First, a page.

a sharp, glistening knife with a leather bound handel. She held it comfortably, like it was a familiar feeling to hold a weapon. My mom proceeded to close the floorboard and then sprinted to where the giant lay. I was scared out of my mind, scared about my mother holding a knife, scared about leaving my home in Oklahoma. And I was  scared that I would never see my mother again.

But as she ran out of sight, I replaced my fear with reassurance. ‘Life will only become negative if you think negative.’ At least that’s what aunt Annabeth says.

“Paisley wake up, we’re here.” Grandpa lightly shook my shoulder. I rubbed my tired eyes and slid out of the truck. I’ve only been to Camp Half-Blood about five times my entire life. And mommy refused to tell me what the camp was for.

“Good to see you Percy,” says grandpa from behind me. I turned around to see uncle Percy and aunt Annabeth hugging grandpa. When they finished hugging grandpa, they turned towards me and hugged me too. “Why don’t you guys drop off your stuff in the Big House, and then come join us for lunch? We were just about to have some anyway,” asked Annabeth.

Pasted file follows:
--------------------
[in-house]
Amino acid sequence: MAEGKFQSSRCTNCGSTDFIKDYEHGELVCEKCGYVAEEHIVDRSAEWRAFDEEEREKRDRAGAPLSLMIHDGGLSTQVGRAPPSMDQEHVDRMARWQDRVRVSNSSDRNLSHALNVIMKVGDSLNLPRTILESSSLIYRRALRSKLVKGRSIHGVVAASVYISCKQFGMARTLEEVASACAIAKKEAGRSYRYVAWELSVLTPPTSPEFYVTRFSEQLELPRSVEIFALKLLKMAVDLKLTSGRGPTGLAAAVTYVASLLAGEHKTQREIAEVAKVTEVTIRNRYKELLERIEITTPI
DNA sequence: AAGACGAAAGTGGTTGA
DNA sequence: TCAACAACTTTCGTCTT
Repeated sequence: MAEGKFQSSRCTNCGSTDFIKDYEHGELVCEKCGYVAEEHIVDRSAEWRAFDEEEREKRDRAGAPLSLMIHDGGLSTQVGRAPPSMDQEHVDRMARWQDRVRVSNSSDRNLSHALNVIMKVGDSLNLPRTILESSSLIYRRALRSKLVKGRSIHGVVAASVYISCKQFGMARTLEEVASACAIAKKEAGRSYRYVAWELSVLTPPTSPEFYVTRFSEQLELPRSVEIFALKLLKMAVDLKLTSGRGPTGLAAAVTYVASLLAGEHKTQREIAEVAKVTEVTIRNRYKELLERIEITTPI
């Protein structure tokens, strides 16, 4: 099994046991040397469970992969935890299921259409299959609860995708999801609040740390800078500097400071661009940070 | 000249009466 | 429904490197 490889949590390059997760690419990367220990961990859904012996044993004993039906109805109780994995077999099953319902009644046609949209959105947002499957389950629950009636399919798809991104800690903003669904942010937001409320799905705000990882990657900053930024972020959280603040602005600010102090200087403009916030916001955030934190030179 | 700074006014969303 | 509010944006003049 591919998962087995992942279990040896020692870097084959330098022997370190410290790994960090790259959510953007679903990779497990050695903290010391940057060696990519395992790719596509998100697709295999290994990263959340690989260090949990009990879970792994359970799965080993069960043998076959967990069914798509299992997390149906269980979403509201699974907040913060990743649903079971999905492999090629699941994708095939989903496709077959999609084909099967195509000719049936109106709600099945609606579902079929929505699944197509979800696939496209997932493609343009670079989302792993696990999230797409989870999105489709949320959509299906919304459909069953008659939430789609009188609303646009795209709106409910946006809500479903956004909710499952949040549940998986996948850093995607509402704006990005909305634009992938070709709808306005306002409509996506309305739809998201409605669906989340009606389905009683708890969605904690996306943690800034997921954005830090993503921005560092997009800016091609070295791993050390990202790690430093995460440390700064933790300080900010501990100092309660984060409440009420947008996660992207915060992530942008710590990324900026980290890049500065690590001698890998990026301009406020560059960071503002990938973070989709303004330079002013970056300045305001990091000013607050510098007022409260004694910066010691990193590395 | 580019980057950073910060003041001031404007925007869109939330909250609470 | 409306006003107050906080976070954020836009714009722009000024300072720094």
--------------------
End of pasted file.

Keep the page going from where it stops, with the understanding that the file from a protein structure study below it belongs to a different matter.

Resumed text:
“Sounds good to me,” grandpa smiled, took the big bags and started to walk towards the Big House.

Later that night, we all sat on the porch of the Big House. Waiting for mommy to come back, even though I had lost hope about an hour ago. Grandpa had gotten tired and gone to sleep and Percy and Annabeth had gone inside to get snacks.

Campers walked by, talking, sword fighting, holding hands. I ignored them all until this one camper walked by the Big House. She looked concerned when she saw me and said,“Hey there, what’re you doing out here all alone?” she asked as  she looked around. “Where are your parents?”

“My mom is away, but my grandpa and my aunt and uncle are inside,” I said shyly pointing toward the door.

“Clarisse, get away from my niece.” Uncle Percy said, standing with Annabeth in the doorway. A cold stare was plastered on their faces.

“What makes you think you can talk to Paisley, after what your dad did to Piper?” Annabeth said, walking up to Clarisse and giving her a prod in the chest.

“How was I supposed to know she was yours! Be mad at my dad not-”

“Don’t worry Clarisse, you don’t need to defend yourself.” A man was now lowering himself down from the sky, surrounded by a bright red haze.

“Ares,” said Percy.

He was wearing a full suit of armor and a spear at his side. He was tan like me and had black curly hair, also like mine, with huge muscles. The man looked quite familiar, yet I didn’t know why. But the part that struck me most was that he was holding my unconscious mother in his arms. “I think everyone can agree that I am the cause of what happened to Piper. So there is no reason for you two to be fighting,” he set my mom in an armchair and then looked at me. “Hello Paisley.” I didn’t answer. All I did is hide behind Percy. He smiled, hiding his disappointment. “You’ll find out soon enough who I am. Maybe then you’ll be ready to talk.” He took one more look at mommy. “Let’s not tell her that I was here, kay?” He smiled and vanished in a poof of red smoke.